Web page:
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Issue Details: First known date: 2017... 2017 Scott, India and Australia
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'From early in his life Walter Scott had strong personal relations with India but his contacts with Australia came much later in his life and were fewer in number. However, even though India was not, like New South Wales, a penal colony, and the British had been in India for centuries whereas they had colonized Australia within Scott's own life time, Scott's personal relations with India and Australia are remarkably similar in kind, though not in quantity. They take place in a well-defined context of imperial patronage which Scott used with skill and success to support a number of young Scots including, in the case of Australia, convicts. On the other hand Scott's imaginative involvement with the two countries differs considerably: India figures quite prominently in his fiction, but in all his published writing there is only one passage on Australia and it deals with quite different issues from those concerning India. This article considers a number of individual cases of Scott's patronage in India and Australia and examines the similar ways in which he was able to further the careers of his protégés. It also compares his writing about India and Australia and suggests that, though the themes in his writing about each country are quite different, in each case the dominant theme is one that was taken up by Scott in his early years.' (Publication abstract)

Publication Details of Only Known VersionEarliest 2 Known Versions of

  • Appears in:
    y separately published work icon The Yearbook of English Studies vol. 47 2017 12219657 2017 periodical issue

    'Just over half a century ago, Marxist critic Georg Lukács proposed that Walter Scott — writing more than a century earlier — was responsible for a new kind of historical narrative: readers, by identifying with everyday kinds of fictional characters, ‘could re-experience the social and human motives which led men [and women] to think, feel and act just as they did in historical reality’.1 That argument, according to which fiction does much more than remember cultural history through telling tales, because in addition it conveys a sense of thought and feeling, should at least have ensured Scott a renewed place in Romantic studies. If Wordsworth and Coleridge’s Lyrical Ballads synthesized older (even ancient) poetry of feeling with narrative storytelling to make something bold and experimental, Scott did something similar with historical fiction in the form of the long narrative poem and in prose. All three of these first-generation Romantics believed in the power of remembering, during which the imagination could re-create feelings from the past, to improve their own and a future world.2 Wordsworth added that such recreated feeling, based in intense personal experience, ‘does itself actually exist in the mind’. Scott’s achievement, according to Lukács, was to recover socially embedded feeling from beyond the boundaries of personal experience because located in the deeper past, but still in such a way that individuals could experience it in their minds. Through a figurative form of time travel, then, people could relate more sympathetically to one another and establish a better society, responding to understanding produced by feelings as well as by thought. Whether or not Scott is accepted as a mainstream Romantic, it would be difficult to imagine a writer more concerned about community. Furthermore, literature for him is the medium through which this process of remembering can go on in ways that look forward as well as to the past.' (Introduction)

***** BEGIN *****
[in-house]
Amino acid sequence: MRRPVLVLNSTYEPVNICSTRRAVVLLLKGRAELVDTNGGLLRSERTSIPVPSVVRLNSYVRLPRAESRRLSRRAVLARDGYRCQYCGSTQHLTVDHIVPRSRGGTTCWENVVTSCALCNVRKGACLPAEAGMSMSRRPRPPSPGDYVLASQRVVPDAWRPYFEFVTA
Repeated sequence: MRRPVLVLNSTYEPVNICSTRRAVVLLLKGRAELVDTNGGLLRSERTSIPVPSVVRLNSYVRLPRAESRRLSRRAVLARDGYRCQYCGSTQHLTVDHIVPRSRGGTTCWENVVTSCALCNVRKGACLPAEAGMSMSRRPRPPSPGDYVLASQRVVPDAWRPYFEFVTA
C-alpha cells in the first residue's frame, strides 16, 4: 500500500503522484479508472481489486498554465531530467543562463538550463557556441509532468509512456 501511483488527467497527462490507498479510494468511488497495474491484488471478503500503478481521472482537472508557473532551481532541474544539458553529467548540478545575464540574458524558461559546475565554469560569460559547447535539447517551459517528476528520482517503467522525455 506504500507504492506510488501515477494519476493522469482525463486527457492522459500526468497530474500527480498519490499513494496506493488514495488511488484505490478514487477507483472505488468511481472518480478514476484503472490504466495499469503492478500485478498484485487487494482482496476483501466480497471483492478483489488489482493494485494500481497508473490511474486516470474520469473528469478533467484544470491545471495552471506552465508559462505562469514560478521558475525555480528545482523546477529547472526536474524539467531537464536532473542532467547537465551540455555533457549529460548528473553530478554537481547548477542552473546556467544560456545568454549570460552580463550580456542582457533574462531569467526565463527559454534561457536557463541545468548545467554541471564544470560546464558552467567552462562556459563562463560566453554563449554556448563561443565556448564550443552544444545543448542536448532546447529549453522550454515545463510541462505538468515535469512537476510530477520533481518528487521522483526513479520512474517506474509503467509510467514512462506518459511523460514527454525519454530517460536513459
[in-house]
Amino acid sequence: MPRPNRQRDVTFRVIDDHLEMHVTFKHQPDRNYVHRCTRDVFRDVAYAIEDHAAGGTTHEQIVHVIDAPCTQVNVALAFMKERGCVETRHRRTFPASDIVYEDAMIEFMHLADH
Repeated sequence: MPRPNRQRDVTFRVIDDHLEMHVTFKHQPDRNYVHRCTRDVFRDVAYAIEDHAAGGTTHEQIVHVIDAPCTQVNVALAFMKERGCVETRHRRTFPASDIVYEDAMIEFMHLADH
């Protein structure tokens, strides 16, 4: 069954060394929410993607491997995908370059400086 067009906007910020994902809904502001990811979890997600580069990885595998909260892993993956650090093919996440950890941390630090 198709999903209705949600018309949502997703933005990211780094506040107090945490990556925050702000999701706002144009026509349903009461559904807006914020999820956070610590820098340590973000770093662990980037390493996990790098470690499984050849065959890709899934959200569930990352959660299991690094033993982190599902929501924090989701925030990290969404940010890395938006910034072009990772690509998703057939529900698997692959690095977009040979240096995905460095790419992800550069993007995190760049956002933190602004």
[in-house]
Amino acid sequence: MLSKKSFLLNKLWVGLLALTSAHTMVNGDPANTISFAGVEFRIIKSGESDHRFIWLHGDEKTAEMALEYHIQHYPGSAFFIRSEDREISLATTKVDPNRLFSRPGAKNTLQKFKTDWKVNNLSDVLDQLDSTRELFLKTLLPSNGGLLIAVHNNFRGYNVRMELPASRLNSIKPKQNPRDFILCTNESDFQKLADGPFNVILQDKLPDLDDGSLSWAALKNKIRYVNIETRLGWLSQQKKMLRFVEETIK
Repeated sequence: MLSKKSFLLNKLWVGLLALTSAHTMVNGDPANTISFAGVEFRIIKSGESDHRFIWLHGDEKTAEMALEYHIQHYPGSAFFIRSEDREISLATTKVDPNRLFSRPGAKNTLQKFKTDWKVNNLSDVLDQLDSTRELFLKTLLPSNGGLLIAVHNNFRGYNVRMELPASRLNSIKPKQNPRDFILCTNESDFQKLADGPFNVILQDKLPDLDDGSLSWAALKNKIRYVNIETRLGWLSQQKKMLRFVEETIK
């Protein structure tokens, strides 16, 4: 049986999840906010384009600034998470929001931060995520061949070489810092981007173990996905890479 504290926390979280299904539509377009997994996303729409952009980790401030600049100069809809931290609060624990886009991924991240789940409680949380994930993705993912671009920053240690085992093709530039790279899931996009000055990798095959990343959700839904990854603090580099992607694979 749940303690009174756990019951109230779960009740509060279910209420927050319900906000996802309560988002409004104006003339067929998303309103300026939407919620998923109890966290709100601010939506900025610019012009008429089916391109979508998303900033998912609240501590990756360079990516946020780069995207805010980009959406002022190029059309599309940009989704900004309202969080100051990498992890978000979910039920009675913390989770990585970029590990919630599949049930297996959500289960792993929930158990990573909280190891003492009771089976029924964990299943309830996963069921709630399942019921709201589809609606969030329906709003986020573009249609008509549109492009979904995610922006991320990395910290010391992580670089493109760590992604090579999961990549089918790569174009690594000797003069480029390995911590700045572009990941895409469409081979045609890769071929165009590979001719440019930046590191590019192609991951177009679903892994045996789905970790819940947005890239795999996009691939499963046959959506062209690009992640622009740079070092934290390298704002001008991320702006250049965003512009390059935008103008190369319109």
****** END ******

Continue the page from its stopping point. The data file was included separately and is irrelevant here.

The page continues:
pg. 263-278
Last amended 10 Nov 2017 11:08:57
263-278 Scott, India and Australiasmall AustLit logo The Yearbook of English Studies